Zoo too? Houston Zoo latest to deal with suspicious incident

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HOUSTON — Police are investigating possible vandalism at the Houston Zoo after workers discovered that someone had deliberately cut a four-inch gap in the mesh that covers a habitat for brown pelicans.

The damage to the habitat comes after a series of thefts and incidents of vandalism at other zoos around the country, including the theft of two monkeys from the Dallas Zoo.

After workers at the Houston Zoo discovered the cut in the mesh on Monday, they searched the area and found the animals inside were secure and safe, the zoo said in a statement Wednesday.

“The gap appears to be the result of vandalism. Out of an abundance of caution, all other animal areas were closely examined, and nothing similar was found,” the zoo said.

Houston police were called to the zoo Monday afternoon to take an initial report, said police spokesman Victor Senties.

The police department’s property and financial crimes division is handling the case but it was still “pretty early in the investigation,” Senties said.

“We will not tolerate the theft or endangerment of any of our animals, big or small,” the zoo said.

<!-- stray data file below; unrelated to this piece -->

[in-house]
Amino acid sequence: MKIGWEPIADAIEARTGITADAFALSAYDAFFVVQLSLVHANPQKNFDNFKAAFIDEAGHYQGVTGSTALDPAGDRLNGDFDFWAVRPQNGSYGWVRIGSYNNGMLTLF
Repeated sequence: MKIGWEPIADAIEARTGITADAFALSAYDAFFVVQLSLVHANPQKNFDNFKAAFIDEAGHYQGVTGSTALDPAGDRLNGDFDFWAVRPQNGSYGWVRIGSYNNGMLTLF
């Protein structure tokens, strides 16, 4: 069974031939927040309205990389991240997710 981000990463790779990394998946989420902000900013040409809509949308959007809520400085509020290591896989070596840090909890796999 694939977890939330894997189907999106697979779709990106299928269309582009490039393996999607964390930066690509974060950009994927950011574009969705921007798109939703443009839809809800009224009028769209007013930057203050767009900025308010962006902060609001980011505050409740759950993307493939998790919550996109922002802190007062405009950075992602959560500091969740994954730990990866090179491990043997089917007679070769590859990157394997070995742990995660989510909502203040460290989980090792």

In Dallas, Davion Irvin was jailed after being charged in the theft of two emperor tamarin monkeys from the city’s zoo on Jan. 29. The monkeys were found safe two days later in an empty home in suburban Dallas.

Irvin also faces a burglary charge related to the escape of a clouded leopard named Nova, who was discovered missing Jan. 13. A cut was found in her enclosure, and the Dallas Zoo closed as a search was launched. She was found later that day near her habitat.

Police in Louisiana announced the arrest Tuesday of a 61-year-old man in the case of 12 squirrel monkeys discovered missing Jan. 29 from their enclosure at Zoosiana in Broussard, about 60 miles (100 kilometers) west of Baton Rouge. Police said the monkeys remain missing.

In New York, officials were still trying to recapture Flaco, a Eurasian eagle-owl, which escaped from the Central Park Zoo on Feb. 2 after someone had vandalized its exhibit.

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